The year was also marked by a new Haryanvis First policy on jobs, a law in the making against the so-called ''love jihad'' and a tussle between the chief minister and the home minister over a coveted police department.
Chautala has been forced to do a tightrope walk -- backing the BJP government's laws but conceding that some amendments are needed.
Farmers in Haryana didn’t go as far as those in neighbouring Punjab, but the protests over the Centre’s new agri-marketing laws kept politics on the boil in this state as well in the closing months of the year.
The year was also marked by a new Haryanvis First policy on jobs, a law in the making against the so-called ”love jihad” and a tussle between the chief minister and the home minister over a coveted police department.
All this against the backdrop of the coronavirus pandemic, which tested Haryana as it did the rest of the country. Months before the current agitation over the Centre’s three new farm laws erupted, the opposition Congress and the Indian National Lok Dal had already begun raising farmers’ issues in the state.
The two parties complained about alleged mismanagement in wheat procurement and slammed a new crop diversification scheme, saying farmers were being ”forced” to give up paddy cultivation.
And when criticism over the new laws sharpened, the Jannayak Janta Party — a part of the BJP-led ruling coalition in the state — felt the heat. Over the weeks, the opposition accused the new party of ignoring farmers’ concern just to hang on to power in Haryana.
At least half of the JJP’s own 10 MLAs too have made statements supporting the protesters, defying the official coalition line that the laws are for the farmers’ own good.
Farmers protested even in JJP leader and Deputy Chief Minister Dushyant Chautala’s Uchana constituency, digging up a part of a temporary helipad where they expected his chopper to land.
Chautala has been forced to do a tightrope walk — backing the BJP government’s laws but conceding that some amendments are needed. Urging farmers not to walk out of negotiations with the Centre, he has assured that the minimum support price system for their crops will continue in Haryana.
”I will quit the government, if the MSP goes,” he said. Chautala’s outfit has fulfilled an election promise in another sector. Earlier this year, the BJP-JJP government brought a Bill proposing 75 per cent reservation in the private sector to job seekers from within the state. The new quota applies to jobs that offer a salary of less than Rs 50,000 a month.
Ironically, a JJP MLA was the one who sounded a note of caution. Ram Kumar Gautam said the move will set a wrong precedent — other states may well decide to stop hiring people from Haryana, if Haryana stops hiring their people.
Another Bill passed bny the assembly proposed giving rural voters the right to cut short the terms of sarpanchs and other panchayat members if they don’t perform. Apart from this ”right to recall”, the new law would fix a 50 per cent quota for women in panchayat bodies.
The murder of a 21-year-old college student, caught on video in Ballabhgarh, triggered some tough talk by Haryana Home Minister Anil Vij on bringing a law to check ?love jihad?, a reference to right-wing allegations that Hindu women are being lured or coerced into marriages by Muslim men seeking to convert them.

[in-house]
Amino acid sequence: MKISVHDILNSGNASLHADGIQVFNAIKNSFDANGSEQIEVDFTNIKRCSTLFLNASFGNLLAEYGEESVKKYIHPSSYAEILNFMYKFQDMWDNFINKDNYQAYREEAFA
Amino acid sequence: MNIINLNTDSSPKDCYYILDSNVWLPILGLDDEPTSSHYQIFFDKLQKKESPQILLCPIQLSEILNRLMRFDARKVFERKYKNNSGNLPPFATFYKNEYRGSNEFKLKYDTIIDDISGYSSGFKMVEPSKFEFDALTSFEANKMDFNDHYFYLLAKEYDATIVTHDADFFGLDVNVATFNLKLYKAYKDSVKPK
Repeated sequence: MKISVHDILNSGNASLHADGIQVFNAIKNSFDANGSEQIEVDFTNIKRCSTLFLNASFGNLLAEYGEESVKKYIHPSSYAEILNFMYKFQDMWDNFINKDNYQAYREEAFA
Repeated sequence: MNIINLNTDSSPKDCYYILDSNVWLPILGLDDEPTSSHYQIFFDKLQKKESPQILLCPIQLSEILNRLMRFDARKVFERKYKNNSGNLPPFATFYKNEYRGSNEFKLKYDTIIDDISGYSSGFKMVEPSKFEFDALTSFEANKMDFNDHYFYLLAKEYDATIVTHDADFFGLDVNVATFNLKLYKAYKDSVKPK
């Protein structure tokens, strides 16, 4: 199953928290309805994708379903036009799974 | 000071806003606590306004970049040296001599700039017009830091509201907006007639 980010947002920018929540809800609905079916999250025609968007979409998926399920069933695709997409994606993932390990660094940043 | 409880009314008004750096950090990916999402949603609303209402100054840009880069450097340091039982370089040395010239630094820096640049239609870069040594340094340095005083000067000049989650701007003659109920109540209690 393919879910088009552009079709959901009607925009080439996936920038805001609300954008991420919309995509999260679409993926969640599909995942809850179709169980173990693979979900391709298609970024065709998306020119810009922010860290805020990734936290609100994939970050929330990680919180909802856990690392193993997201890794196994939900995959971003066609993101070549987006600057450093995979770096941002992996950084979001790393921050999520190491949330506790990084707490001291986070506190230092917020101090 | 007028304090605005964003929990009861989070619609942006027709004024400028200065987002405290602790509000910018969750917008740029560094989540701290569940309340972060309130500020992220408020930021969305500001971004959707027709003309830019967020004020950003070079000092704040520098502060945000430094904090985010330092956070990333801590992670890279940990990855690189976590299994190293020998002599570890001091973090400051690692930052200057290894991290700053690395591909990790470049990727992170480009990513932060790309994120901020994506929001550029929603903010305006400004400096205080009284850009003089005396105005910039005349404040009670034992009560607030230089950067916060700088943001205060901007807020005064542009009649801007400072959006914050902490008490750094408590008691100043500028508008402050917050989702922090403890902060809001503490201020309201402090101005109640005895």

A similar allegation was made by the dead woman’s family. Vij has set up a three-member committee to draft legislation against religious conversion through coercion or fraud. It will study laws in other states, the minister said.
Earlier in the year, the home minister was involved in an unseemly tussle over the Criminal Investigation Department (CID), usually seen as part of the police force, which is under him. But Chief Minister Manohar Lal Khattar had kept it for himself.
Ultimately, the six-time MLA backed down. ”I have always maintained that the chief minister is supreme and he can take away or divide any department,” he said.
Vij is also the state’s health minister, which pitched him in the forefront of the fight against COVID-19. A 29-year-old woman from Gurgaon district was the first person in Haryana to test positive for the virus. By the year-end, about 2.6 lakh cases and 2,800 deaths were recorded. As migrant workers headed home after the lockdown, the state lost about Rs 4,600 crore in revenue in the first few months alone.
Governor Satyadeo Narain Arya, CM Khattar, Deputy CM Chautala and assembly Speaker Gian Chand Gupta were among the politicians who tested positive. Vij too caught the virus, ironically after offering himself as a volunteer for the trial for the indigenous Covaxin.
For the Congress, the shot in the arm came in November when its Indu Raj Narwal defeated BJP’s wrestler-turned politician Yogeshwar Dutt in Sonipat’s Baroda, retaining the seat for the opposition party.
Haryana’s claim on river water through Satluj-Yamuna Link (SYL) canal also figured briefly in 2020. Recently, Haryana BJP activists sat on dharnas to highlight the issue, which is yet to be settled despite the Supreme Court’s intervention. But farmers’ bodies termed the BJP demonstrations a ploy to deflect attention from their own cause
In August, Khattar, his Punjab counterpart Amarinder Singh and Union Jal Shakti Minister Gajendra Singh Shekhawat had discussed the matter through video conference. Their meeting remained inconclusive with Singh, indirectly hinting that Khalistani elements will take advantage if Punjab gives in to the neighbour’s demand. ”Punjab will burn,” Singh had warned.